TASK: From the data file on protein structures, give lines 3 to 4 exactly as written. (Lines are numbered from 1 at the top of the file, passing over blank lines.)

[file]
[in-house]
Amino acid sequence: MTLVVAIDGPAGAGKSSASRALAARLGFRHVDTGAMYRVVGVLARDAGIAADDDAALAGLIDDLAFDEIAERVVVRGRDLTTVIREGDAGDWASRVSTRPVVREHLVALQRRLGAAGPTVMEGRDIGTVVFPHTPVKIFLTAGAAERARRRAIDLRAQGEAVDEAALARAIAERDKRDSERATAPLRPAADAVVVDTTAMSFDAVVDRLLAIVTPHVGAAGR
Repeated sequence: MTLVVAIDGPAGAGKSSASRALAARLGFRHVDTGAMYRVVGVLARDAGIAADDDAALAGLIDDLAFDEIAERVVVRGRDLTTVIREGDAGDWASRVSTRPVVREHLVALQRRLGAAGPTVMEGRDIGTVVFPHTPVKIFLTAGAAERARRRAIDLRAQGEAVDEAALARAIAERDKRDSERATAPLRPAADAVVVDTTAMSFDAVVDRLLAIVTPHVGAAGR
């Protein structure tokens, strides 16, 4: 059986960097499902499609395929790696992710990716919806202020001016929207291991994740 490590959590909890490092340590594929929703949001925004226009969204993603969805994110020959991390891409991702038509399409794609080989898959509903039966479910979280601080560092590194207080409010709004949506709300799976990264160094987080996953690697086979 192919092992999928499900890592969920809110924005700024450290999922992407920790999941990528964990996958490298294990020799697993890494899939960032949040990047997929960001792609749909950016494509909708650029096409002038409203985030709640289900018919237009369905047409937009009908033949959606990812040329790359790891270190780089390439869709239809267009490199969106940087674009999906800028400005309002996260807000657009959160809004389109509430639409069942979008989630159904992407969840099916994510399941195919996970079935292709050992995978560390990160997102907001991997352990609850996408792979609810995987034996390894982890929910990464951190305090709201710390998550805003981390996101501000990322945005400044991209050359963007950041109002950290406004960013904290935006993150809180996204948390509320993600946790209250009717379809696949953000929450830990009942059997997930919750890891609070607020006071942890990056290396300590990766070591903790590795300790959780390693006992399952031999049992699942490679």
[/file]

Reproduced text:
Repeated sequence: MTLVVAIDGPAGAGKSSASRALAARLGFRHVDTGAMYRVVGVLARDAGIAADDDAALAGLIDDLAFDEIAERVVVRGRDLTTVIREGDAGDWASRVSTRPVVREHLVALQRRLGAAGPTVMEGRDIGTVVFPHTPVKIFLTAGAAERARRRAIDLRAQGEAVDEAALARAIAERDKRDSERATAPLRPAADAVVVDTTAMSFDAVVDRLLAIVTPHVGAAGR
């Protein structure tokens, strides 16, 4: 059986960097499902499609395929790696992710990716919806202020001016929207291991994740 490590959590909890490092340590594929929703949001925004226009969204993603969805994110020959991390891409991702038509399409794609080989898959509903039966479910979280601080560092590194207080409010709004949506709300799976990264160094987080996953690697086979 192919092992999928499900890592969920809110924005700024450290999922992407920790999941990528964990996958490298294990020799697993890494899939960032949040990047997929960001792609749909950016494509909708650029096409002038409203985030709640289900018919237009369905047409937009009908033949959606990812040329790359790891270190780089390439869709239809267009490199969106940087674009999906800028400005309002996260807000657009959160809004389109509430639409069942979008989630159904992407969840099916994510399941195919996970079935292709050992995978560390990160997102907001991997352990609850996408792979609810995987034996390894982890929910990464951190305090709201710390998550805003981390996101501000990322945005400044991209050359963007950041109002950290406004960013904290935006993150809180996204948390509320993600946790209250009717379809696949953000929450830990009942059997997930919750890891609070607020006071942890990056290396300590990766070591903790590795300790959780390693006992399952031999049992699942490679």